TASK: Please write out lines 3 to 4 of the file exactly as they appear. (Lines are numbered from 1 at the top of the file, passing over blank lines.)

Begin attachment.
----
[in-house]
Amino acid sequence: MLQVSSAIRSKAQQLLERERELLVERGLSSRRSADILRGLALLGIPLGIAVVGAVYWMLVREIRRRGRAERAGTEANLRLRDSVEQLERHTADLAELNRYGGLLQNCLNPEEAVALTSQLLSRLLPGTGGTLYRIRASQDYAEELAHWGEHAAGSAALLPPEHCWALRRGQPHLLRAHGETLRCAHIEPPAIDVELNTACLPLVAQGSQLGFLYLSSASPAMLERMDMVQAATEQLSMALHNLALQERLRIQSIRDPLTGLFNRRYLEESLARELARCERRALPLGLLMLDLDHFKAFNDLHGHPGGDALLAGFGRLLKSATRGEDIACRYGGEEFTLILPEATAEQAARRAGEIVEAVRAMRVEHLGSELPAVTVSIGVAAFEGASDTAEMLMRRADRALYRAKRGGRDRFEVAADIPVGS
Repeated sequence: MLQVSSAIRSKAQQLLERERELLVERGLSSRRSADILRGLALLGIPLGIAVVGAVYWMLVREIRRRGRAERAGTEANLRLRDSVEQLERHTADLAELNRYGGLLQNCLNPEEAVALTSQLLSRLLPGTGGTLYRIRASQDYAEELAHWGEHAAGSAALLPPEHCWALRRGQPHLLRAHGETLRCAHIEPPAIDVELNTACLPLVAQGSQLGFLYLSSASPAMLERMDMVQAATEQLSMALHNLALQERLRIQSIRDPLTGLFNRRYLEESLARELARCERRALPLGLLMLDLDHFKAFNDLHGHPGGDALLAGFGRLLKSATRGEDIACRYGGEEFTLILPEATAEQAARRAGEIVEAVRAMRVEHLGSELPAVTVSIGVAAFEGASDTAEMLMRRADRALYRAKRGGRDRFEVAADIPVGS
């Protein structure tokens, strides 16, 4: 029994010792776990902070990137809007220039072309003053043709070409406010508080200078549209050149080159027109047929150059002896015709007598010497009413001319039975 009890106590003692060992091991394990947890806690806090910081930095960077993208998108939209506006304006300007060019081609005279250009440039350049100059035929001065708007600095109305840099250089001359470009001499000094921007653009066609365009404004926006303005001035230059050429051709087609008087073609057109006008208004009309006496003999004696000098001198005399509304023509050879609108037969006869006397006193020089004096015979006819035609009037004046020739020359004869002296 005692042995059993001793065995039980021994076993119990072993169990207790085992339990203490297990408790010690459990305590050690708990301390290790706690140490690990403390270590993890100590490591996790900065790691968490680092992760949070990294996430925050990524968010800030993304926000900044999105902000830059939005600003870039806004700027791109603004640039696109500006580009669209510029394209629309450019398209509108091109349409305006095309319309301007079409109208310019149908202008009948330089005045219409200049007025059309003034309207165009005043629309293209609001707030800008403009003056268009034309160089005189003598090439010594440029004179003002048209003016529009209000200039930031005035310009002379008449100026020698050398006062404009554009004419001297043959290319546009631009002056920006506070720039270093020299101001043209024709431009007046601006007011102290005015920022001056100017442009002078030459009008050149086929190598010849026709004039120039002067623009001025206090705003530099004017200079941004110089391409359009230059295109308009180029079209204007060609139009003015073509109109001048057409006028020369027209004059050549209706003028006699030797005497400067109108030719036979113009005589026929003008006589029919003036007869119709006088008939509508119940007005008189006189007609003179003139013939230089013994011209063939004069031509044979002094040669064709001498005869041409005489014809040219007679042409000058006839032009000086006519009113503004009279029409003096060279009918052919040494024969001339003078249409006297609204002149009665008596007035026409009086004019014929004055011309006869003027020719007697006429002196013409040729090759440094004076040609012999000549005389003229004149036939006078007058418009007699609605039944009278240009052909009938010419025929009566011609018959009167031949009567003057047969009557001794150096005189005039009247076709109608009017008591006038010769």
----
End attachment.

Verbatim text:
Repeated sequence: MLQVSSAIRSKAQQLLERERELLVERGLSSRRSADILRGLALLGIPLGIAVVGAVYWMLVREIRRRGRAERAGTEANLRLRDSVEQLERHTADLAELNRYGGLLQNCLNPEEAVALTSQLLSRLLPGTGGTLYRIRASQDYAEELAHWGEHAAGSAALLPPEHCWALRRGQPHLLRAHGETLRCAHIEPPAIDVELNTACLPLVAQGSQLGFLYLSSASPAMLERMDMVQAATEQLSMALHNLALQERLRIQSIRDPLTGLFNRRYLEESLARELARCERRALPLGLLMLDLDHFKAFNDLHGHPGGDALLAGFGRLLKSATRGEDIACRYGGEEFTLILPEATAEQAARRAGEIVEAVRAMRVEHLGSELPAVTVSIGVAAFEGASDTAEMLMRRADRALYRAKRGGRDRFEVAADIPVGS
């Protein structure tokens, strides 16, 4: 029994010792776990902070990137809007220039072309003053043709070409406010508080200078549209050149080159027109047929150059002896015709007598010497009413001319039975 009890106590003692060992091991394990947890806690806090910081930095960077993208998108939209506006304006300007060019081609005279250009440039350049100059035929001065708007600095109305840099250089001359470009001499000094921007653009066609365009404004926006303005001035230059050429051709087609008087073609057109006008208004009309006496003999004696000098001198005399509304023509050879609108037969006869006397006193020089004096015979006819035609009037004046020739020359004869002296 005692042995059993001793065995039980021994076993119990072993169990207790085992339990203490297990408790010690459990305590050690708990301390290790706690140490690990403390270590993890100590490591996790900065790691968490680092992760949070990294996430925050990524968010800030993304926000900044999105902000830059939005600003870039806004700027791109603004640039696109500006580009669209510029394209629309450019398209509108091109349409305006095309319309301007079409109208310019149908202008009948330089005045219409200049007025059309003034309207165009005043629309293209609001707030800008403009003056268009034309160089005189003598090439010594440029004179003002048209003016529009209000200039930031005035310009002379008449100026020698050398006062404009554009004419001297043959290319546009631009002056920006506070720039270093020299101001043209024709431009007046601006007011102290005015920022001056100017442009002078030459009008050149086929190598010849026709004039120039002067623009001025206090705003530099004017200079941004110089391409359009230059295109308009180029079209204007060609139009003015073509109109001048057409006028020369027209004059050549209706003028006699030797005497400067109108030719036979113009005589026929003008006589029919003036007869119709006088008939509508119940007005008189006189007609003179003139013939230089013994011209063939004069031509044979002094040669064709001498005869041409005489014809040219007679042409000058006839032009000086006519009113503004009279029409003096060279009918052919040494024969001339003078249409006297609204002149009665008596007035026409009086004019014929004055011309006869003027020719007697006429002196013409040729090759440094004076040609012999000549005389003229004149036939006078007058418009007699609605039944009278240009052909009938010419025929009566011609018959009167031949009567003057047969009557001794150096005189005039009247076709109608009017008591006038010769």